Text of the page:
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Eliza Steely

#SMBMSP59: What You Need to Know about Location-Based Social Media for Business

By Eliza Steely     Marketing PR Conferences, Online Marketing, Social Media

@toprank #smbmsp59On Halloween you expect to see costumes, candy, spooky decorations and….bacon?! Yes you read that correctly. At this morning’s Minneapolis and St. Paul Social Media Breakfast there was bacon. And bacon costumes. Several of the TopRank team opted for their own unique costumes like Gumby, Wayne (from Wayne’s World), a hunter, and Steve Jobs.

With the surge in apps with location-enabled features—Foursquare, Facebook, Yelp, Instagram, and Twitter to name a few—it’s no surprise that this month’s breakfast delved into best practices for incorporating location-based (or location-aware) apps a part of your social media strategy. Presenter Christopher Lower of Sterling Cross Communications used case studies & success stories to offer advice to attendees. Here are 16 key takeaways our team gleaned from the presentation:

Brian Larson:

1. Location based marketing is not simply checking-in on foursquare. Due to the sensitive nature of some services (e.g. medical related services), marketers can be more effective at driving engagement if they use their physical environment (e.g. waiting room) to interact with their target audience.

2. Robots are coming! ‘Eye-See-You’ mannequins which actually ‘see’ shoppers and can provide recommendations are already ‘working’ in select malls in Canada. So look twice next time you stroll through a department store.

 
Ben Brausen:

3. The first ever swarm badge unlocked in Minnesota was at SMBMSP #24 – Social Media & Retail at the Rick Bronsen Comedy Gallery at the MOA.

4. Foursquare was far from the first location-based social app but it has been the most successful so far with over 40 million users worldwide and 4.5 billion check-ins.

 
Nick Ehrenberg:

5. Augmented reality is the next trending technology, already demonstrated with apps like Layar and Google Glass. As the technology becomes more available and user-friendly, our mobile devices will simply become an extension of ourselves.

6. Search in Foursquare differs from regular Google or Yelp services, in that everyone gets different results based on their previous check-ins. There’s nothing static about it.

 
Jesse Pickrain:

7. When mobile users visit a standard site (non-mobile, no responsive design) and has a negative experience, 61% never come back and 40% go to a competitor’s site. In other words, more businesses should be prioritizing mobile-friendly sites.

8. Are QR codes dead? Absolutely not – especially among 40 – 60 year olds, which is surprising. Marketers who have taken QR codes out of their arsenal should consider putting them back in. You can also get creative by rotating the back end to deliver a new customer experience each time a QR code is scanned.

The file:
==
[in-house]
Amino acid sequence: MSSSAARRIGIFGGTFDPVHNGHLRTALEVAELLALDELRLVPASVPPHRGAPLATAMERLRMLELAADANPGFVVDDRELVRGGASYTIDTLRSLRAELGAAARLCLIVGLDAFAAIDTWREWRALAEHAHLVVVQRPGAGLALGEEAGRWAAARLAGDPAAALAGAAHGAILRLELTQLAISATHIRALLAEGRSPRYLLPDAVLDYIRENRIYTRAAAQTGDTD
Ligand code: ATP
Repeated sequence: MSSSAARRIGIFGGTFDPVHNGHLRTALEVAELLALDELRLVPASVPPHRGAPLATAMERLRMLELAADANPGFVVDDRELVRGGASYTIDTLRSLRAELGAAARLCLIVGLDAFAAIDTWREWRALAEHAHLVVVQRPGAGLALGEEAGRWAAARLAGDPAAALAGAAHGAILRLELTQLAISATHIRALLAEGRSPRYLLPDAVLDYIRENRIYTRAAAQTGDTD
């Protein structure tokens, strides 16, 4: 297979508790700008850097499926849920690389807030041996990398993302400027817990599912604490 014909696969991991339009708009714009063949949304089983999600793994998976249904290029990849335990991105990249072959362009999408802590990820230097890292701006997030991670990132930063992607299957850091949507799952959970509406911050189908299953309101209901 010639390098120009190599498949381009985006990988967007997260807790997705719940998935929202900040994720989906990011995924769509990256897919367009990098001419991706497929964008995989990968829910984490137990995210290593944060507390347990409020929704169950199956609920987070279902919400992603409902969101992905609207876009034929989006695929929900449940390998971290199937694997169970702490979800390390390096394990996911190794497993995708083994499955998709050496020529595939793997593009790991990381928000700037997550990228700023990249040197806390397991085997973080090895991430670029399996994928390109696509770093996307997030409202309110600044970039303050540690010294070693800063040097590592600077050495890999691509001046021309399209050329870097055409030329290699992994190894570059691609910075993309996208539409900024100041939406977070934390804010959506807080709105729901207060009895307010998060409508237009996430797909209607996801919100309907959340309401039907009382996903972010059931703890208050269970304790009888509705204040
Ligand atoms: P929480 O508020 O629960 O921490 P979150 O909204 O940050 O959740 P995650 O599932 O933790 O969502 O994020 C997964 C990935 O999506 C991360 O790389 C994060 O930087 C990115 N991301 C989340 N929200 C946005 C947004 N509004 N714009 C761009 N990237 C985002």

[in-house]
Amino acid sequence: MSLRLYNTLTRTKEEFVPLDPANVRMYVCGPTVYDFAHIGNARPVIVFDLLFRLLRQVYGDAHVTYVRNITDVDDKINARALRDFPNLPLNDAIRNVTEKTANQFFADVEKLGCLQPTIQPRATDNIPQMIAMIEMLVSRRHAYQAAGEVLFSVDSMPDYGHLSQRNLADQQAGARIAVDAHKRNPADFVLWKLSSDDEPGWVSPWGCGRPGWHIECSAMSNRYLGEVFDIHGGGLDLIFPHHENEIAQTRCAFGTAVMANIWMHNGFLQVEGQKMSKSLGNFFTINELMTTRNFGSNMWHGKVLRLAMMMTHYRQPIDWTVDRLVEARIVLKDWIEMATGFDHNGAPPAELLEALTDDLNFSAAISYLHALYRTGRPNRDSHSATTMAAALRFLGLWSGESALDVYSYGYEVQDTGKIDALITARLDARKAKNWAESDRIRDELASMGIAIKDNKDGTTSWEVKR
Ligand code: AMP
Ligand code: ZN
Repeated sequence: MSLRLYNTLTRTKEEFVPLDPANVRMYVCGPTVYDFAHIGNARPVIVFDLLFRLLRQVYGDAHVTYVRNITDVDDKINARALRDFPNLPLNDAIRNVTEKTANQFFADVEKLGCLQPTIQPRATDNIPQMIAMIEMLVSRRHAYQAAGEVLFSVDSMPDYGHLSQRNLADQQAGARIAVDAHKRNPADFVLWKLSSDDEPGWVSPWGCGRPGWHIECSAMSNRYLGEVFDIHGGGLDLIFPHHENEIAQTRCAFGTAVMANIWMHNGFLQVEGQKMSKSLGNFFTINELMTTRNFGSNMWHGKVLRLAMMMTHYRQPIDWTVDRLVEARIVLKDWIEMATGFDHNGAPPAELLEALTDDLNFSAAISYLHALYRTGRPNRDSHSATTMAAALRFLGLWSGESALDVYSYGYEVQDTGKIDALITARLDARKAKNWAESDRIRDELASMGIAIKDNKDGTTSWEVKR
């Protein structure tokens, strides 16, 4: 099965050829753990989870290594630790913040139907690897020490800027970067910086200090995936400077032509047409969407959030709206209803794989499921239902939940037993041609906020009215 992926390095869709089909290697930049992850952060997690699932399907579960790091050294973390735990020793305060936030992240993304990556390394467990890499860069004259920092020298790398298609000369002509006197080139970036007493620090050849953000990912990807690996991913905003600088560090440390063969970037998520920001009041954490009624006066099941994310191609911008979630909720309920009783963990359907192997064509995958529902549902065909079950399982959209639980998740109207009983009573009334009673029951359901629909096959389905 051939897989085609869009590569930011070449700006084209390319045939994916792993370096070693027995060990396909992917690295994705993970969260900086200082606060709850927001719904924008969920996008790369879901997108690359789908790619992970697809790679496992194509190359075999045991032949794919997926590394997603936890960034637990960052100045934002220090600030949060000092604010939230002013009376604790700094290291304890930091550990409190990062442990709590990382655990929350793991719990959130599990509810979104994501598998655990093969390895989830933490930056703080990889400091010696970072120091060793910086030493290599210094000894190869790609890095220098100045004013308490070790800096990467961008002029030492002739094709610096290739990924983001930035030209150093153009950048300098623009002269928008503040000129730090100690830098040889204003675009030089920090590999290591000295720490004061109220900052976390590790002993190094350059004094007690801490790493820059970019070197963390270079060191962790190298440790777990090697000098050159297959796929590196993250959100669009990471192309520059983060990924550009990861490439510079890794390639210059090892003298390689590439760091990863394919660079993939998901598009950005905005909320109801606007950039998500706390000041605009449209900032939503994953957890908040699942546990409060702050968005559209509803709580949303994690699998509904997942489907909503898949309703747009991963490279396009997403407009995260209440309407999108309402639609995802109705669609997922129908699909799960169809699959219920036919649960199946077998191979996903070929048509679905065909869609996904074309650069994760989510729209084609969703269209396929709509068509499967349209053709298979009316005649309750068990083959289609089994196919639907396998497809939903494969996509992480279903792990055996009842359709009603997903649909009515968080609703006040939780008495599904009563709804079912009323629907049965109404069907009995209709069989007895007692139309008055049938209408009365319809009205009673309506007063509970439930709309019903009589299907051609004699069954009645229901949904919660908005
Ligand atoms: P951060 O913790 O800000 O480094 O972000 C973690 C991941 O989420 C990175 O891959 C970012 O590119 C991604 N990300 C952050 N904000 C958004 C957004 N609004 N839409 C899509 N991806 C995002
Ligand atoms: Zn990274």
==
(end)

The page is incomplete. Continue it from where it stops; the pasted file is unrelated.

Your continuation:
Eliza Steely:

9. Making sure you interact well and in relevant ways with your customers without creeping them out is key. Personalizing deals can help encourage them to make a purchase they’ll enjoy.

10. My generation is a little lost: only 14% of the American population knows what the yellow pages are, only 1% uses it to find businesses….and people take selfies at funerals.

 
Katie Bresnahan:

11. Retailers are making it a point to adapt to the world we live in – with more and more locations adding wi-fi capabilities in-store. This has not fared as well for retailer Barnes & Noble, where they have become a showcase for customers to view the book in-person, then check major online retailers such as Amazon for cheaper prices.

12. It’s not just phones – social interaction and check-ins are now possible with Google Glass and Samsung Galaxy Gear Watches – soon we may see contacts (that go IN YOUR EYE) that are vision-responsive and in addition, our clothing could be capable of knowing where we are and how we’re feeling!

 
Emily Bacheller:

13. Did you know that Foursquare has robust back-end analytics? Use Foursquare to learn who your most valuable customers are, their favorite products and what your peak business hours are.

14. Remember in Minority Report when Tom Cruise walks into the Gap and the robert salesperson recommends products for him based his eye-scan? Yeah, that’s now a real thing with mannequins programmed to do facial scans.

 
Alexis Hall:

15. Location based apps like foursquare also serve as valuable search engines. 94% of websites are not mobile friendly. If a business does not have a mobile friendly website then they must leverage mobile apps in order to be found from a mobile device.

16. QR codes are immensely popular with the 40-60 year old demographic. So although marketers may be tired of talking about QR codes, consumers are very interested. Mix up the types of content delivered via a QR code scan in order to keep consumers scanning. The potential for an incentive, like a discount, can be a great way to drive sales in the hospitality industry.

Essentially there are a few unique things location-based media can bring your business:

  • Customer service opportunities that allow you to go above and beyond expectations and provide customers with deals (and experiences) they’ll use, remember, and rave about online
  • Deep backend analytics to help you schedule happy hours, promotions, and maintain (or remove) items from your product list

A big thank you to Christopher Lower and the audience members who asked such intriguing questions! As well as Mykl Roventine and the Social Media Breakfast MSP volunteers & sponsors.

How have you used location-based social media to interact with customers?

 


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